SPARKLERS / Strengths

What Can I Discover?

Practice listening, asking questions, having conversations and building empathy.
Connections with the NZ Curriculum and Mental Health Education Guide (learn more)

Learning outcomes

Tamariki understand the importance of listening and asking questions when it comes to having conversations and building empathy.

Tāngia ēnei tohutohu – Print me

Each student will need an Armband - there's 2 to each sheet to halve the numbers of printing.

OR tamariki could create their own, by cutting an A4 sheet into long strips.

He aha ai? – Why we love it

Listening is the basis of all communication, but it’s a skill that needs to be practiced and learned. Often we want to talk about ourselves! But learning to others helps us build empathy and connection.

Tikanga tips

Māori and Pacific tamariki may find this activity tricky – talking about yourself may make them feel whakamā (shy or uncomfortable). We have it on good authority though that kōrero in this way, should be encouraged. Give tamariki extra help, or pair them with empathetic others to help them out if needed.


Let students know that listening is a big part of making friends, being a good friend and being good at conversations. It can also be how we make our most interesting discoveries about people!

When we know more about a person, we tend to understand and connect with them more, and they tend to connect with us more. We discover we have things in common, and we can empathise with them in really positive new ways (empathy or kindness may be one of your school values).

When we listen to others, we never know what we might discover!

Hei mahi - What to do

Ask tamariki to pair up, or place them in pairs. They’ll each get a minute to ask questions, and a minute to answer questions.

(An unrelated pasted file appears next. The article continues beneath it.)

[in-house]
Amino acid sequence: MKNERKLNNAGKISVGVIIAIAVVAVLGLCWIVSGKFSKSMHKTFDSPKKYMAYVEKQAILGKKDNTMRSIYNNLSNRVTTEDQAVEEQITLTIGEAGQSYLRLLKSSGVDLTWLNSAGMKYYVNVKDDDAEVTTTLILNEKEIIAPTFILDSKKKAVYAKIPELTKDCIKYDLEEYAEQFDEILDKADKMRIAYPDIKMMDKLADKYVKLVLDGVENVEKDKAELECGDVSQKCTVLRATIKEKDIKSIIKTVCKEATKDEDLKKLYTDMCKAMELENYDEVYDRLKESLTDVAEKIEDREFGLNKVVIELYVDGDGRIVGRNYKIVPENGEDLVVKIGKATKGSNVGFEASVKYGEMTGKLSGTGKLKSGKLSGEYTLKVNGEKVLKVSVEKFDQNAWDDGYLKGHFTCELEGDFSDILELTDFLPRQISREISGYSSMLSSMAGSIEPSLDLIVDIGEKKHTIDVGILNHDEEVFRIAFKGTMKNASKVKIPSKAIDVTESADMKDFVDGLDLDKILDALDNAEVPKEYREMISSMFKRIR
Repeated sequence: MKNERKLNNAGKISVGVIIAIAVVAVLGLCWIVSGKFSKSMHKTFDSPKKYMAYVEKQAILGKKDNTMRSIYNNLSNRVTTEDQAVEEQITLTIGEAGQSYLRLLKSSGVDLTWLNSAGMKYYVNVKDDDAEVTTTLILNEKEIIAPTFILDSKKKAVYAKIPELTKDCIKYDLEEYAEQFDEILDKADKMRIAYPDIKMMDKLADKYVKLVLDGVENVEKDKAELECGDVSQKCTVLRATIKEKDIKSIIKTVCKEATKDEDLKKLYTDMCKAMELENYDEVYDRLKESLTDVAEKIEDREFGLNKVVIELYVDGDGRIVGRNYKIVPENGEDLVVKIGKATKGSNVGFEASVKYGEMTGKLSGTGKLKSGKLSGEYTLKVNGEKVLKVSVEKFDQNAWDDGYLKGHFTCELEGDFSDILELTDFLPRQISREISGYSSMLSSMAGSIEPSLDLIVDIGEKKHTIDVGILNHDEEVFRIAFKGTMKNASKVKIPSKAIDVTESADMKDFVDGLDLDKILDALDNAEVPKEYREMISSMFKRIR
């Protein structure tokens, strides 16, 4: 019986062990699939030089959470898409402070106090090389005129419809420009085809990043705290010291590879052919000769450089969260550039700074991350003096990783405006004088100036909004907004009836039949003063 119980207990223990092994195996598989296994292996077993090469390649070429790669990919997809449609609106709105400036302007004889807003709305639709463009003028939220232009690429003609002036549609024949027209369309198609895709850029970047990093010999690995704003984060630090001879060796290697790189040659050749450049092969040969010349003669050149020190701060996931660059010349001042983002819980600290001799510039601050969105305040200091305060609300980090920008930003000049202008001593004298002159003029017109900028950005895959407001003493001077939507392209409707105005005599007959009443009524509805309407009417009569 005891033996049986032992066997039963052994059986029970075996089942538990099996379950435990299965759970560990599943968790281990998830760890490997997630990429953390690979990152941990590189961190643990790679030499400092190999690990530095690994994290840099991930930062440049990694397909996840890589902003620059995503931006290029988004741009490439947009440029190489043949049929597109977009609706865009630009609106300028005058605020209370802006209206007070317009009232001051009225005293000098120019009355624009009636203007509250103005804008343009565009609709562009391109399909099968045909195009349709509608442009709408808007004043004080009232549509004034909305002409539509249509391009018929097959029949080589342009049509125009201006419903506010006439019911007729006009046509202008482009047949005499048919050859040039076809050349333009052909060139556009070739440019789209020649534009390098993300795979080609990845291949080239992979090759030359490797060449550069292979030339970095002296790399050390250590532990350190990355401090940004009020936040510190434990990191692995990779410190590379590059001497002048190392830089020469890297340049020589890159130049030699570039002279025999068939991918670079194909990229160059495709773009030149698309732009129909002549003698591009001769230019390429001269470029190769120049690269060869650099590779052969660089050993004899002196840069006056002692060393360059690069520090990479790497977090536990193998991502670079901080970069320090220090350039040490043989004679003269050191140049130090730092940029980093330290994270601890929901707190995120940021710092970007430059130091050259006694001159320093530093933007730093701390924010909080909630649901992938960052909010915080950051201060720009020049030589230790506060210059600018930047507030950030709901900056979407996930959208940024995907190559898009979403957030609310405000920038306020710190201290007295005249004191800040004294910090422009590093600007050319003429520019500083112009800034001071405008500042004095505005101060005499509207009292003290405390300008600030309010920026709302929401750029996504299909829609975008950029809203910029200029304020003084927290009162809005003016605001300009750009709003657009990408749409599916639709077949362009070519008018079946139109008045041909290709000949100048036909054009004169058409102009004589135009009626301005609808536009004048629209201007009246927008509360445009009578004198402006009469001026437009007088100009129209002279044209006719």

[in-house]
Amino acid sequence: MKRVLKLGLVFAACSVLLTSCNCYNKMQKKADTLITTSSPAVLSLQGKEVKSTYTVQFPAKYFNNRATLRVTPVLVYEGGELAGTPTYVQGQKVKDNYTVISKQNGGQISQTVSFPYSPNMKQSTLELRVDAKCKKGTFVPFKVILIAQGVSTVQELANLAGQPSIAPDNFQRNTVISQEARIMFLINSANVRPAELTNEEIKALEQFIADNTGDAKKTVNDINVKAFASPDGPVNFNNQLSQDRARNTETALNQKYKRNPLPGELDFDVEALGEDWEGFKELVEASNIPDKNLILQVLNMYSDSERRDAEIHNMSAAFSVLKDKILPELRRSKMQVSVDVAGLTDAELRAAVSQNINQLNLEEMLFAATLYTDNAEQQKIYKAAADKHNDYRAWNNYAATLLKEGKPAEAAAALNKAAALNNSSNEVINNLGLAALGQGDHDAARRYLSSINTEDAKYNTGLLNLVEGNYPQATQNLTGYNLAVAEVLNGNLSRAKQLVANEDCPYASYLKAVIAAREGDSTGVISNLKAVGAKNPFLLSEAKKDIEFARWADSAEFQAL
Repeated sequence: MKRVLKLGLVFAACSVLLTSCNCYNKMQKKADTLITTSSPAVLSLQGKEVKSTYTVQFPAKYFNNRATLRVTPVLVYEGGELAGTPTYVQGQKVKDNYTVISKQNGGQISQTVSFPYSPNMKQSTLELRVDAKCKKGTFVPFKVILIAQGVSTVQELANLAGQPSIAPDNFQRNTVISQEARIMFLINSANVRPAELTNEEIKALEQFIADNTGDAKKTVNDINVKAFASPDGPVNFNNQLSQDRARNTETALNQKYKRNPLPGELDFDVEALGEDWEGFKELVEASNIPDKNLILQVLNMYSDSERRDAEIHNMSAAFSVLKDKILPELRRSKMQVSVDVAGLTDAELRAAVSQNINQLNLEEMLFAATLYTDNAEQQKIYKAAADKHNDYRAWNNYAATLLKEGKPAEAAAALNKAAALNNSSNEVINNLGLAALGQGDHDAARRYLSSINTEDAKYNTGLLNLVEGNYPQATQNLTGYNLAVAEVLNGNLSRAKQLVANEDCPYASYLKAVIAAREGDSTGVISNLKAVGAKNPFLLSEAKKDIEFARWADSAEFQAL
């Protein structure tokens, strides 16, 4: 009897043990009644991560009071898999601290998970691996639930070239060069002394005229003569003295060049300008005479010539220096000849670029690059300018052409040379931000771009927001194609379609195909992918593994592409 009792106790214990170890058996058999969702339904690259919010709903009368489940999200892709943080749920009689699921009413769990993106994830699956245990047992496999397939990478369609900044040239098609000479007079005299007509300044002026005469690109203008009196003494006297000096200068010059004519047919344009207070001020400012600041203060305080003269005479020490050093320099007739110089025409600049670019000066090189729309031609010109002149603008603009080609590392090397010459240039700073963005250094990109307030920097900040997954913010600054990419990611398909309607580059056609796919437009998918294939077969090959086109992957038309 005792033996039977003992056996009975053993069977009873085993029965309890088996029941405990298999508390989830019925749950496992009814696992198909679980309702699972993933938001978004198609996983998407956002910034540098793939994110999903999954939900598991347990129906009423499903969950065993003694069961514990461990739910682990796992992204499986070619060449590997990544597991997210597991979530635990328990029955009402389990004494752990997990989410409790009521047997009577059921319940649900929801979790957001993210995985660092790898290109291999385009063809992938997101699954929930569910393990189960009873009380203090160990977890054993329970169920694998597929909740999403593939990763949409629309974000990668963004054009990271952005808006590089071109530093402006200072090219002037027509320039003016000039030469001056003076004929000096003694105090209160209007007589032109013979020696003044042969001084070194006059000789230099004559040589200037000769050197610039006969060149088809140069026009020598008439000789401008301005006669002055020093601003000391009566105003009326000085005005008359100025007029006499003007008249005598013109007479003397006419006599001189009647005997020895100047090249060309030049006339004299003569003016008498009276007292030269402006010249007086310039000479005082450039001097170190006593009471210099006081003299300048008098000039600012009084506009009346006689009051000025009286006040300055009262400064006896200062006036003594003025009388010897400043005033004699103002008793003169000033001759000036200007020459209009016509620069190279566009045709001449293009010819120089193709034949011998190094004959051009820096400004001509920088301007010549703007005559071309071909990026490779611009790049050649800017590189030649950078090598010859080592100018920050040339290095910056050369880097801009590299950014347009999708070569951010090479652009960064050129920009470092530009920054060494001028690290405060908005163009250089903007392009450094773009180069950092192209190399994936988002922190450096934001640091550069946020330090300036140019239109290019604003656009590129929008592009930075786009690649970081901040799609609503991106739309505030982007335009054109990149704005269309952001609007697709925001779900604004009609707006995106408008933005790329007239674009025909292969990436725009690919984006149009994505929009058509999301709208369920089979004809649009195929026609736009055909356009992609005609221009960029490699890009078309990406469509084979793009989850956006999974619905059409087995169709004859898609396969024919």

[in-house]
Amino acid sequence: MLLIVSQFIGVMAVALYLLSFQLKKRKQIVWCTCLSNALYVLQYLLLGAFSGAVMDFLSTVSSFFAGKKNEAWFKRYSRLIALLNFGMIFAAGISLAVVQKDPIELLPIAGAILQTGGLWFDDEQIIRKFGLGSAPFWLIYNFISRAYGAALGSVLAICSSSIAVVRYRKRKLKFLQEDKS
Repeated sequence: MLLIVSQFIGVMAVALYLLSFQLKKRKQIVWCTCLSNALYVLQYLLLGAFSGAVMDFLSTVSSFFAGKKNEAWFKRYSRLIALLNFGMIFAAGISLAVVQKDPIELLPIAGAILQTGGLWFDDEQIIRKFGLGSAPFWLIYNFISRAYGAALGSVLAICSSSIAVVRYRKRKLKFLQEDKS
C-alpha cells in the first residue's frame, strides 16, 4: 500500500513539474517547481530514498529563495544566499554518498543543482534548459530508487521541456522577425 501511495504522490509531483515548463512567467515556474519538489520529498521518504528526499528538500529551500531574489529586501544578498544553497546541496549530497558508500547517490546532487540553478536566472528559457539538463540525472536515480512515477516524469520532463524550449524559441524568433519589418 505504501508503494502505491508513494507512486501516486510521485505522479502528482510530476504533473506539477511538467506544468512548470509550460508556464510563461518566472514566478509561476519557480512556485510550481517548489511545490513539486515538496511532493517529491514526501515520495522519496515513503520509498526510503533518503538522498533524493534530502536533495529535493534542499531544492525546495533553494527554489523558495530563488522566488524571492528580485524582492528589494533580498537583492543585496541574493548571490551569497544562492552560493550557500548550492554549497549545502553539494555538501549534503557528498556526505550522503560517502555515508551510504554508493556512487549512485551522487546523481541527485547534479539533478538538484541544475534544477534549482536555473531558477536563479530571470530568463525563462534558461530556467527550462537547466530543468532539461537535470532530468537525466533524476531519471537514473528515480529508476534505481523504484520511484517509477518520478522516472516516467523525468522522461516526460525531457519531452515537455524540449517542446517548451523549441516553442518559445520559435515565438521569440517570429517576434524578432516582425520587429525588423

Before you start, say the goal is to get to know as much about your peer as you can.

Give the minute for questions from one of the pair, then switch.

Once the second minute is up, ask

  • What it was like being the questioner.
  • Was it hard to think of questions?
  • Did anyone run out?
  • What it was like being questioned – probably much like interrogation!

Ask tamariki to swap over again, but this time the person asking the questions should look really bored! They might yawn, talk slowly, look away, pretend to use a cellphone.

Try this for a very short time, then get them to switch.

Stop and ask:

  • What was this like? Especially for the person being questioned.
  • How did their first conversations compare to the first?

They’ll come up with all the answers you need to move into how to be a great listener and have a great conversation - promise!

Some tips for great conversations that you may want to highlight:

  1. Find a topic the other person is interested in (we don’t have to know anything about it ourselves!). In this case the work is done for us, because a good topic to ask about is on their armband!
  2. Ask follow-up questions: This gives the person a chance to tell you something more. E.g. if they like dogs you could ask “So why do you like dogs?” “What is it you like most about them?” “Do you have a dog?” “What kind of dog do you like best” “Why do you like that kind?” “Is there anything you don’t like about them?”
  3. Try “why” and “what” questions as these lead to the person saying more than just “yes” or “no”.
  4. Ask yourself: “What do they want me to know?” This reminds us to listen, and to ask questions that open the door for them to tell us interesting things.
  5. Repeat or summarise what the person is saying back to them, to check you’ve got it right and give them a chance to add new information.

This may be enough for one day! And tomorrow you might come back to try the rest of the activity: